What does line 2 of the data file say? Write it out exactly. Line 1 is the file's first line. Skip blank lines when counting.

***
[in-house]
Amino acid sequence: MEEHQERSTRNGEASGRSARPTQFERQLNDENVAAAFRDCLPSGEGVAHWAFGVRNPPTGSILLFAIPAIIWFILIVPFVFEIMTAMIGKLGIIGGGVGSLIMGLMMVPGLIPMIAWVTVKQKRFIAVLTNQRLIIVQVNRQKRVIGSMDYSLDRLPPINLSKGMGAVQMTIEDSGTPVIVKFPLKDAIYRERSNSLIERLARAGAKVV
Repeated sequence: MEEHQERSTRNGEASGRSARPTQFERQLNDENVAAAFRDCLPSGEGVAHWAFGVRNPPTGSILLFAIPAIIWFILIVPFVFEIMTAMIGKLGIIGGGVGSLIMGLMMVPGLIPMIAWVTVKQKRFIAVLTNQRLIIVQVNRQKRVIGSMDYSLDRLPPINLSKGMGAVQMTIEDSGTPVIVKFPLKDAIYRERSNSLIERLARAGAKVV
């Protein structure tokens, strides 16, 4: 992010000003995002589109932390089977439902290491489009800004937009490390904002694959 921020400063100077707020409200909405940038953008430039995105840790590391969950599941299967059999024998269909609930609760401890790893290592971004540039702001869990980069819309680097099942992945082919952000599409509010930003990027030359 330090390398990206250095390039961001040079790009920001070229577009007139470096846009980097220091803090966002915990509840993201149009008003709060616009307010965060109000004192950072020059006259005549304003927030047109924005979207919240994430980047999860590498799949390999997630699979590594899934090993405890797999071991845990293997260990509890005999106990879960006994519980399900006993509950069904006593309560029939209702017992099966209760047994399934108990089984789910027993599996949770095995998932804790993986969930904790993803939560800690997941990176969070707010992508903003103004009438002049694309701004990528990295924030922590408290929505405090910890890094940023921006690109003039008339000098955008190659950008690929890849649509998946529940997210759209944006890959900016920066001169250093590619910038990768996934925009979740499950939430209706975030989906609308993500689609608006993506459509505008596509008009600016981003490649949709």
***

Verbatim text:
Amino acid sequence: MEEHQERSTRNGEASGRSARPTQFERQLNDENVAAAFRDCLPSGEGVAHWAFGVRNPPTGSILLFAIPAIIWFILIVPFVFEIMTAMIGKLGIIGGGVGSLIMGLMMVPGLIPMIAWVTVKQKRFIAVLTNQRLIIVQVNRQKRVIGSMDYSLDRLPPINLSKGMGAVQMTIEDSGTPVIVKFPLKDAIYRERSNSLIERLARAGAKVV